NATURE FILMS about other primates can be loads of fun, in part because the animals involved look so much like people. And in some instances, they act like them too.

Over the weekend, I took a breather from the pile of DVDs demanding attention to watch “Murder in the Troop,” an engrossing PBS documentary about a clan of baboons. Yet in viewing this “Nature” production, the rules governing baboon behavior kept evoking thoughts regarding rituals that are equally applicable to Hollywood.

Each baboon troop has a king who terrorizes subordinates. Oftentimes, he rises to this exalted position by ousting an older, established leader, usually in brief but bloody battles for supremacy.

Prone to strutting around ostentatiously, the king jealously guards his turf. Moreover, a new chief is willing to kill the troop’s young if they are perceived as a threat or hindrance to his expansion plans, which, for the baboons, involves access to fertile females. And the females, despite protestations that what they really admire is a good sense of humor, have a hard time resisting baboons with power and want to be “just friends” with other baboons. (OK, so maybe I’m projecting a little here.)

Nor are the baboons particularly generous in exhibiting reverence toward their elders. In fact, aging baboons are unceremoniously put out to pasture, including dominant males who have lost claims to leadership, though they are sometimes allowed to linger around their former stalking grounds. While the situation isn’t perfectly analogous, this would be the baboon equivalent of an independent production deal.

Even top baboons seldom rest easy, inasmuch as they’re surrounded by an assortment of unpredictable predators. Sometimes, they shriek and howl hoping the commotion will ward off an enemy, although the baboons engaging in these displays frequently lack the ability to back up their bravado.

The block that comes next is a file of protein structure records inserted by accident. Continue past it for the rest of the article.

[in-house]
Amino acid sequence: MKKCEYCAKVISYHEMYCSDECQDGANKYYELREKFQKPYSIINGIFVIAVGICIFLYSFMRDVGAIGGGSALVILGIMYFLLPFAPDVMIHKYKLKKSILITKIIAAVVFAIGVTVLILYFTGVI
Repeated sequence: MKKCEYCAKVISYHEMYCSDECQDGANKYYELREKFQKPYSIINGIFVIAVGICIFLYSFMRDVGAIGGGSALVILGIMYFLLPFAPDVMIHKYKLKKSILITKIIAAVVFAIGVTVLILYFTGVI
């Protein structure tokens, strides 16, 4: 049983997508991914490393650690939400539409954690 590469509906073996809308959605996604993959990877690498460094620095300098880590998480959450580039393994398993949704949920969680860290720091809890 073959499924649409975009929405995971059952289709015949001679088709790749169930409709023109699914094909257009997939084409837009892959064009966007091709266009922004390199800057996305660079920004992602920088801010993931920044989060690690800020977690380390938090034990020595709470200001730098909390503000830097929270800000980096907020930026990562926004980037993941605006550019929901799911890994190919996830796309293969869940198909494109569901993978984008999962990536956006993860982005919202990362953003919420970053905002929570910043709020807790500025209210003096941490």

Finally, when times get tough during drought periods and pools of water (or cash) dry up, it’s pretty much every baboon for him or herself. Then, when the rains finally come and all is lush (or flush) in the land again, serenity reigns, though never for terribly long.

AFTER SPENDING an hour absorbing “Murder in the Troop,” the whole “Circle of Life” concept that informed “The Lion King” appeared not so much ingenious as inevitable, especially given the climate conditions surrounding Disney in the 1990s. Apparently, those seeking to navigate the industry’s travails could have bypassed reading advice from William Goldman or Lynda Obst and devoted more time to watching Jane Goodall documentaries.

So the next time feelings of despair arise over what one might perceive as Hollywood’s boorishness, think about its anthropological underpinnings. After all, it’s not uncommon for our cousins along the evolutionary ladder to throw tantrums, fling feces and use their opposable thumbs to hire some ape to tap each other’s phones.

Whoops, got a little carried away there; the baboons don’t do that last part.

PAYBACK TIME: Since returning to Variety I’ve reviewed innumerable TV shows, and it’s been pointed out that those appraisals are sometimes less than kind.

Perhaps that explains why some readers have graciously volunteered to write “guest reviews” of “Square Off,” a new program in which I’ll be appearing that premieres this weekend on TV Guide Channel — or, as people keep saying, “The Joan and Melissa thing?”

Frankly, this latest addition to showbiz talk circuit might officially prove that we are running out of people to put on television, though some would contend that Ryan Seacrest’s myriad jobs demonstrate this scarcity already. Between “American Idol” and his gigs in syndicated radio and at E!, Seacrest gives hope to all attractive young white guys wondering when their three big breaks will finally come.

Anyway, in light of the barbs critics get to direct at shows on a daily basis, it does seem only fair to provide past victims the opportunity to return the favor. So for anyone inspired to register an opinion regarding the series or who merely wants to settle a score for past injustices (come on, Mark Burnett, or the producers of “Entourage,” you know you want to), please send them along. The best, or at least the most acerbic, will be excerpted in this space.

By the way, I’ve discovered directly addressing a camera is surprisingly difficult, warranting this apology to Billy Bush, Nancy O’Dell and Pat O’Brien: Maybe a chimp with ADD couldn’t do your jobs.

But I still bet a baboon could.

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